Come Christmastime in France you may be thinking of cities like Paris and Lyon, but it turns out that the Strasbourg Christmas markets are the place to be. Nestled by the border between France and Germany, Strasbourg is widely regarded to be one of Europe’s best places to visit in the winter and around Christmas. It may not be a part of France that you have considered visiting before, but the festive season will have you looking at it in a whole new light.
For starters, the Strasbourg Christmas markets known as Marché de Noël are simply massive, with over 300 wooden stalls spread throughout the city’s historical center. There are even themed markets depending on which part of the city you’re visiting, such as “Magical Christmas”, “Alternative Christmas” and “Secret Christmas”. Generally though, the Strasbourg markets place an emphasis on the regional traditions of Alsace, making it a distinctly local experience. Besides seeing the different market themes, jumping from one market to the next allows you the chance to enjoy all the city’s magical illuminations that decorate streets, houses and churches alike.
In recent years, one central European city has soared up the ranks of the best Christmas markets in Europe – Budapest. The Hungarian capital city has really come into its own as a major tourist destination the last few years, surely in no small part thanks to its Christmas celebrations. It’s easy to see the appeal of spending your days in Budapest sightseeing and soaking in the famous thermal baths and then your nights eating and drinking under Christmas lights.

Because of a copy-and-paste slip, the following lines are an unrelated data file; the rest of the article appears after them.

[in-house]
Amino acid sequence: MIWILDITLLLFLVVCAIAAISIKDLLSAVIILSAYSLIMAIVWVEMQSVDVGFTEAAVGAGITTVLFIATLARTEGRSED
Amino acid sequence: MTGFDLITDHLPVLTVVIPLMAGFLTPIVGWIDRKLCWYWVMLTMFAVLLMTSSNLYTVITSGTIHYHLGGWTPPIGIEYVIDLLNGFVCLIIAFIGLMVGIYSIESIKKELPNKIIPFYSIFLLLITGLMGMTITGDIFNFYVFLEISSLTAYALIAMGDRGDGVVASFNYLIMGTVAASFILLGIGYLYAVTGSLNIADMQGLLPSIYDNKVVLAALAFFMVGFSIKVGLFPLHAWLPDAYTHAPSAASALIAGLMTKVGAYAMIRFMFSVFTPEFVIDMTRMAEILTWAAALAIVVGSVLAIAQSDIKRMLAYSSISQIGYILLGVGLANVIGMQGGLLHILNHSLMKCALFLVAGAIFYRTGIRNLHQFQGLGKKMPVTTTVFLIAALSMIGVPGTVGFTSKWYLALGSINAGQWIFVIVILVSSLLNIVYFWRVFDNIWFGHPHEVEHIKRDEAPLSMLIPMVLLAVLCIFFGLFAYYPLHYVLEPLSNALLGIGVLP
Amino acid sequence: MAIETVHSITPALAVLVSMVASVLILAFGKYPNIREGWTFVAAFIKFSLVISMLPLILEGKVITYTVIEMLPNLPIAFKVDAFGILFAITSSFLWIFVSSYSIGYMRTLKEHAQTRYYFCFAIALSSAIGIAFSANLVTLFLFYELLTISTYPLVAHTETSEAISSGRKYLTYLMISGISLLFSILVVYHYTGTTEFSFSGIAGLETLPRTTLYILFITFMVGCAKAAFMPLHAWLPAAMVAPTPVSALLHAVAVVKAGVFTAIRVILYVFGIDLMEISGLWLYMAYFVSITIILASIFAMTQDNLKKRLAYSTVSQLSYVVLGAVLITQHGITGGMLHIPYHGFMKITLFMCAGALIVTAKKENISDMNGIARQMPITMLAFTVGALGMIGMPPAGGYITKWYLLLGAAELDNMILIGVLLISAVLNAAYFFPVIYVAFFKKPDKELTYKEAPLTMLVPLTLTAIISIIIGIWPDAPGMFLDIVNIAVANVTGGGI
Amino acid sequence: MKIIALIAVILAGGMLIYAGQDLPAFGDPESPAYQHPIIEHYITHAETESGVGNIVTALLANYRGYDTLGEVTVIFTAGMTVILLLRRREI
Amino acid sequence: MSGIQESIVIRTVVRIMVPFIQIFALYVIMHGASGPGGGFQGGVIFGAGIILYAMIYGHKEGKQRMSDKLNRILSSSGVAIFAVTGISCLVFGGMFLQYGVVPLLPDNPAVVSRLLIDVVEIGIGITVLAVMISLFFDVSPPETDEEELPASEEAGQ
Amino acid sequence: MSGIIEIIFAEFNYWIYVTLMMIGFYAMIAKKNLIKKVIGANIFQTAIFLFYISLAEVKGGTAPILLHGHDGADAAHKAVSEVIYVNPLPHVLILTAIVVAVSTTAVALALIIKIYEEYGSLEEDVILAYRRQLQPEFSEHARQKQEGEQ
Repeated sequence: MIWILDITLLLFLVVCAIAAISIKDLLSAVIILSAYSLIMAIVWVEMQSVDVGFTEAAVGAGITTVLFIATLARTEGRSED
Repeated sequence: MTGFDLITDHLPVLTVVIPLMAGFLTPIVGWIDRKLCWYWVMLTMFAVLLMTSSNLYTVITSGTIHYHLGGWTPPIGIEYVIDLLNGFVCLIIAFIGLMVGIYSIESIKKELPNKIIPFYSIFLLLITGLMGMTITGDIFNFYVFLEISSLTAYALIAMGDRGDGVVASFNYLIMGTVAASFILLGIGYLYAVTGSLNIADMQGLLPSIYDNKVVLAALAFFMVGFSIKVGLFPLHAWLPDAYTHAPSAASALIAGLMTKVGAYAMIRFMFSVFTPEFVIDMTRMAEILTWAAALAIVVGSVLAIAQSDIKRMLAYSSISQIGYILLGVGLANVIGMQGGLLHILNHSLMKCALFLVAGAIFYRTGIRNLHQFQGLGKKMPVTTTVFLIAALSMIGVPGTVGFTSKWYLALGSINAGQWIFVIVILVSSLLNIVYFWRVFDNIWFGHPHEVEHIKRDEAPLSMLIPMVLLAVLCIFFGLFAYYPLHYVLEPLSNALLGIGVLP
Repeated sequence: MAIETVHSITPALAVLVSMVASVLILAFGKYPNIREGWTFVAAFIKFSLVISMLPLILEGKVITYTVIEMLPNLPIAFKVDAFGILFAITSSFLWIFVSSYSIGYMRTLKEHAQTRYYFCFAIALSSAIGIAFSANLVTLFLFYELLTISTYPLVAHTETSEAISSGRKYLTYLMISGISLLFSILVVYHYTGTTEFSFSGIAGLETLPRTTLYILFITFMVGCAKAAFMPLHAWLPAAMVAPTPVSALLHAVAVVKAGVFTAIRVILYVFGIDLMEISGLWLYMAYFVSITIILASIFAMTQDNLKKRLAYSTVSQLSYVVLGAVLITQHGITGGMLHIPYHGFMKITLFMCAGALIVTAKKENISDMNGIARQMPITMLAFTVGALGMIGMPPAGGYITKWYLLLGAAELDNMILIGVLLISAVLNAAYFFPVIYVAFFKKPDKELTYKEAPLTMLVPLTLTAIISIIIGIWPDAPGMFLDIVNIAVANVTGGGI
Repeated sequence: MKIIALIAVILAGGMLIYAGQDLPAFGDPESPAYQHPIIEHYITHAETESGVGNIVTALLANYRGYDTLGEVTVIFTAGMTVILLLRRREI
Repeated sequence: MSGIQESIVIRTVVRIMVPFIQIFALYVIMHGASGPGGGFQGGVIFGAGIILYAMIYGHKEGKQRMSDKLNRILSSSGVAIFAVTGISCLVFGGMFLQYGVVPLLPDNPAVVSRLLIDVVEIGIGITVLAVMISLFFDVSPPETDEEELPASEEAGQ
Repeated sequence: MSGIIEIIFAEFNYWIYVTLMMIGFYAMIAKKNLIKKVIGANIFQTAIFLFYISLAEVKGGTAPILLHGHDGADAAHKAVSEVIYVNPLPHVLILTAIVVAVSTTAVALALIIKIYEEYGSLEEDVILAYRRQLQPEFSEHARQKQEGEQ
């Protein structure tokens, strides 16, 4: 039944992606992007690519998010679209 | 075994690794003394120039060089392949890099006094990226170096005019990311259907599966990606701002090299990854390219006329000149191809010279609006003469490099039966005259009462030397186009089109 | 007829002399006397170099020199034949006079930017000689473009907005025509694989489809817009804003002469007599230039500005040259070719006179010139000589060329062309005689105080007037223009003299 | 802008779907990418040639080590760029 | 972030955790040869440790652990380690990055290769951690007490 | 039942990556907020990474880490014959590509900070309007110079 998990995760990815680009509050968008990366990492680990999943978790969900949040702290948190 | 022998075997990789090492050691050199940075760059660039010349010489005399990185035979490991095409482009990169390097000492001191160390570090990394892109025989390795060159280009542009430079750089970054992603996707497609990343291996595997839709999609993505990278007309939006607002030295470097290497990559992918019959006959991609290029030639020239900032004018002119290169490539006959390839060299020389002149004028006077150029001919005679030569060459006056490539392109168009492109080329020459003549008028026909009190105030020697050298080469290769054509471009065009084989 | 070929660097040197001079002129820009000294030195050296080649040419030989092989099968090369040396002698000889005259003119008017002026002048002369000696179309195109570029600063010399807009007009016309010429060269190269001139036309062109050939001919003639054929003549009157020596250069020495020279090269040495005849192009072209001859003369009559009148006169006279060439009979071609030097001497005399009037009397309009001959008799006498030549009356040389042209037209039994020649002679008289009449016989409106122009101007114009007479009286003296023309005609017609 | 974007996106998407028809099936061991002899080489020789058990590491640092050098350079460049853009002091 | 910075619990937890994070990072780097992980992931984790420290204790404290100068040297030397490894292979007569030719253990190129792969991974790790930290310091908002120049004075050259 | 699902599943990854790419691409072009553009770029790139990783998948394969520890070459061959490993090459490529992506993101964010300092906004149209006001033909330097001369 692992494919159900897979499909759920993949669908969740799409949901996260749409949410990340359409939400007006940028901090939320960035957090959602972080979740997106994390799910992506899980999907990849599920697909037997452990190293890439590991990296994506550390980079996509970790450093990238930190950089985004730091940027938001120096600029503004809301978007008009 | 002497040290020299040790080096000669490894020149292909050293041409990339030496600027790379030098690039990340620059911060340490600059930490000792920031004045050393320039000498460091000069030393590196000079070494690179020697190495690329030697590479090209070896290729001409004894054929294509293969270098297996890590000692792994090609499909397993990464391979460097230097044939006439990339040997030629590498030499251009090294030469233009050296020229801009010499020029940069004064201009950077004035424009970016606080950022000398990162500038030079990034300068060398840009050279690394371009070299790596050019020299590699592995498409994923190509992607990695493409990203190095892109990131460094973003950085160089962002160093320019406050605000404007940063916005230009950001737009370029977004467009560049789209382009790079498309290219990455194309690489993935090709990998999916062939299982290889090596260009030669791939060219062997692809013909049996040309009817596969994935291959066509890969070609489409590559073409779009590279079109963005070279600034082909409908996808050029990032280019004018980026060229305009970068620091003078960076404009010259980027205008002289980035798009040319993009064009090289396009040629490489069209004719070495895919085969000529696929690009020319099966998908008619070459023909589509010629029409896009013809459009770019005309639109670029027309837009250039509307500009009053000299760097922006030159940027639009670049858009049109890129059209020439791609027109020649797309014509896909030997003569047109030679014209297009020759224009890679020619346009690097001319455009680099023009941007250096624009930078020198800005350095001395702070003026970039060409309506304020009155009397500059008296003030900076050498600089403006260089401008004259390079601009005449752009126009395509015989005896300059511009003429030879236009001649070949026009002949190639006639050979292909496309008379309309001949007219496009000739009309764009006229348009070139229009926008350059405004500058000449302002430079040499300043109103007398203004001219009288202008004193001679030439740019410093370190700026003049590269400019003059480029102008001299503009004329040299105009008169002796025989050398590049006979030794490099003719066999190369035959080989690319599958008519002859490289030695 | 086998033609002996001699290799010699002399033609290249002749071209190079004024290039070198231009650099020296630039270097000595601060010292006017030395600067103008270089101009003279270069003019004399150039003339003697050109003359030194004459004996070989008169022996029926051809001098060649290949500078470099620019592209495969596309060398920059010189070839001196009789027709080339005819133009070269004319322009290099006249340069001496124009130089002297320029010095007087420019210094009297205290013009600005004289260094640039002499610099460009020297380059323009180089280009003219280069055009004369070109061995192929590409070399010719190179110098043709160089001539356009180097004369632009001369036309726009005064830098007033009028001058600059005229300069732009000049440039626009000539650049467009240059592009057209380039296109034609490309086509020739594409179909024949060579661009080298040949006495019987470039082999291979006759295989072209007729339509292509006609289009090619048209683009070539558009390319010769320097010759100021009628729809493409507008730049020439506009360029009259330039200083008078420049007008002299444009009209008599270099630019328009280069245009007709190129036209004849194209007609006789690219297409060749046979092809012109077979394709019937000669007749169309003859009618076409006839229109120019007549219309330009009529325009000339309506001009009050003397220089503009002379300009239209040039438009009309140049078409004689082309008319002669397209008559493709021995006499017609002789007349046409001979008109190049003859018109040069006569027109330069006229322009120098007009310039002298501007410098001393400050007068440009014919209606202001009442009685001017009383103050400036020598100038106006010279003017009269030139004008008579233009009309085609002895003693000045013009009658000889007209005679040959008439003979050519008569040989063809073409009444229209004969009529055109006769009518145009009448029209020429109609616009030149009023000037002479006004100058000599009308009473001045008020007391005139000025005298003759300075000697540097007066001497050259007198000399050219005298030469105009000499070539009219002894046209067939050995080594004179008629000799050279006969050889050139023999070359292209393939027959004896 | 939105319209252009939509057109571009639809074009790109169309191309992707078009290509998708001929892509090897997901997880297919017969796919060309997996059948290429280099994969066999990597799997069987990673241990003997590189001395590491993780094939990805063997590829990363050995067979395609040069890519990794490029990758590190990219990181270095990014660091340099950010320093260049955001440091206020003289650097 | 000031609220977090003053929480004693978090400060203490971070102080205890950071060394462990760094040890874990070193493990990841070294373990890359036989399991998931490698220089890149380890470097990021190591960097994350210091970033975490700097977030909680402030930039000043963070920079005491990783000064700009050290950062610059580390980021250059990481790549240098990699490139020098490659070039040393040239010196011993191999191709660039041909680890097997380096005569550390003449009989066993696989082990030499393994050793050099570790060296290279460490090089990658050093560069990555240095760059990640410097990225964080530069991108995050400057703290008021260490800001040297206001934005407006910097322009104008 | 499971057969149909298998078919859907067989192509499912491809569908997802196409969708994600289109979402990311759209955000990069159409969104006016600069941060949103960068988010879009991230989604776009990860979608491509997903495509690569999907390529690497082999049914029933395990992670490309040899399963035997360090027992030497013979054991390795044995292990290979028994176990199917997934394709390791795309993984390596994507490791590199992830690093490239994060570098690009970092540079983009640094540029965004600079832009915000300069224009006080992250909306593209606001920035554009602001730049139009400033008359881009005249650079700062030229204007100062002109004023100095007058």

And there is one thing that’s really special about Budapest’s Christmas markets: Real care is taken in making traditional handcrafts like glass-blowing, candle-making and leatherwork, as well as traditional Hungarian embroidery. It should become clear that here in Budapest, genuine traditional goods are emphasized over mass-commercial products because they celebrate and showcase Hungarian traditions. You’ll want to save space in your travel luggage for these souvenirs, that’s for sure.